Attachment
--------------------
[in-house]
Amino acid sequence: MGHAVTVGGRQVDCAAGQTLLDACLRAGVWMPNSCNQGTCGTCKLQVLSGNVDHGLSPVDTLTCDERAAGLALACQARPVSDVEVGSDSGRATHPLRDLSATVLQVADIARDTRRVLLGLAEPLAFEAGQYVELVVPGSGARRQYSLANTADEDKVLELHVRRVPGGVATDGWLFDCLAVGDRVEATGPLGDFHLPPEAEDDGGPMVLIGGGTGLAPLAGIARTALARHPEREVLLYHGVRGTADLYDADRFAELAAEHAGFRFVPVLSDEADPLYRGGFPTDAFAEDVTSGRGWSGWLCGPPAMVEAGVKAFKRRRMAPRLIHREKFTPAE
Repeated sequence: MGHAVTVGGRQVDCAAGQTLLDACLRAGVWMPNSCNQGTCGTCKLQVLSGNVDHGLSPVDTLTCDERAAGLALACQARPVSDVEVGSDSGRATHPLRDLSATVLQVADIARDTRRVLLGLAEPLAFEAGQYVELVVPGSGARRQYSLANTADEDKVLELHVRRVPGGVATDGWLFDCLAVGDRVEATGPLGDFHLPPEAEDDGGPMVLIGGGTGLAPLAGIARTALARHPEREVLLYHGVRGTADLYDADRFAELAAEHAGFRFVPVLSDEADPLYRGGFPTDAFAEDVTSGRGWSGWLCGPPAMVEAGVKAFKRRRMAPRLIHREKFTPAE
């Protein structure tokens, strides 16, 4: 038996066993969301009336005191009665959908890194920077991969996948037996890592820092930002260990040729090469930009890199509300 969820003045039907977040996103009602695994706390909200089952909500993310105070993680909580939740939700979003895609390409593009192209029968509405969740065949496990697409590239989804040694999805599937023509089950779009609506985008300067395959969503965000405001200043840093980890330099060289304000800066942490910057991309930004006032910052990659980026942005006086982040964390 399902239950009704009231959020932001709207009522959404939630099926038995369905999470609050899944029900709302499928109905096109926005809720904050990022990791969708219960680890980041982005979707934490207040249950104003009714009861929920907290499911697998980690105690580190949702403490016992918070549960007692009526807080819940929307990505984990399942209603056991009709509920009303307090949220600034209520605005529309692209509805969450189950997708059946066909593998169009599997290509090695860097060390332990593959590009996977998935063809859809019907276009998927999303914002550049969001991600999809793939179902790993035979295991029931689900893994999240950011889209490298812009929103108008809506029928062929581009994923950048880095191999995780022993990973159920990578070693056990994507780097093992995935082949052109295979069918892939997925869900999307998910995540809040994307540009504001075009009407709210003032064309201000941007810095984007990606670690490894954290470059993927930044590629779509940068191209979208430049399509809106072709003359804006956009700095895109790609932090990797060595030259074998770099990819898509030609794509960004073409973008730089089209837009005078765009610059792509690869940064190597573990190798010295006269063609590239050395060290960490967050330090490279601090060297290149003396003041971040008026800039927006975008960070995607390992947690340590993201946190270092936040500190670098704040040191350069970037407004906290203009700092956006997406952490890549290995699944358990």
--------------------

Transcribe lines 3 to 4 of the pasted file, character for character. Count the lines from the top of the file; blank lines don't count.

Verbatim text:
Repeated sequence: MGHAVTVGGRQVDCAAGQTLLDACLRAGVWMPNSCNQGTCGTCKLQVLSGNVDHGLSPVDTLTCDERAAGLALACQARPVSDVEVGSDSGRATHPLRDLSATVLQVADIARDTRRVLLGLAEPLAFEAGQYVELVVPGSGARRQYSLANTADEDKVLELHVRRVPGGVATDGWLFDCLAVGDRVEATGPLGDFHLPPEAEDDGGPMVLIGGGTGLAPLAGIARTALARHPEREVLLYHGVRGTADLYDADRFAELAAEHAGFRFVPVLSDEADPLYRGGFPTDAFAEDVTSGRGWSGWLCGPPAMVEAGVKAFKRRRMAPRLIHREKFTPAE
């Protein structure tokens, strides 16, 4: 038996066993969301009336005191009665959908890194920077991969996948037996890592820092930002260990040729090469930009890199509300 969820003045039907977040996103009602695994706390909200089952909500993310105070993680909580939740939700979003895609390409593009192209029968509405969740065949496990697409590239989804040694999805599937023509089950779009609506985008300067395959969503965000405001200043840093980890330099060289304000800066942490910057991309930004006032910052990659980026942005006086982040964390 399902239950009704009231959020932001709207009522959404939630099926038995369905999470609050899944029900709302499928109905096109926005809720904050990022990791969708219960680890980041982005979707934490207040249950104003009714009861929920907290499911697998980690105690580190949702403490016992918070549960007692009526807080819940929307990505984990399942209603056991009709509920009303307090949220600034209520605005529309692209509805969450189950997708059946066909593998169009599997290509090695860097060390332990593959590009996977998935063809859809019907276009998927999303914002550049969001991600999809793939179902790993035979295991029931689900893994999240950011889209490298812009929103108008809506029928062929581009994923950048880095191999995780022993990973159920990578070693056990994507780097093992995935082949052109295979069918892939997925869900999307998910995540809040994307540009504001075009009407709210003032064309201000941007810095984007990606670690490894954290470059993927930044590629779509940068191209979208430049399509809106072709003359804006956009700095895109790609932090990797060595030259074998770099990819898509030609794509960004073409973008730089089209837009005078765009610059792509690869940064190597573990190798010295006269063609590239050395060290960490967050330090490279601090060297290149003396003041971040008026800039927006975008960070995607390992947690340590993201946190270092936040500190670098704040040191350069970037407004906290203009700092956006997406952490890549290995699944358990």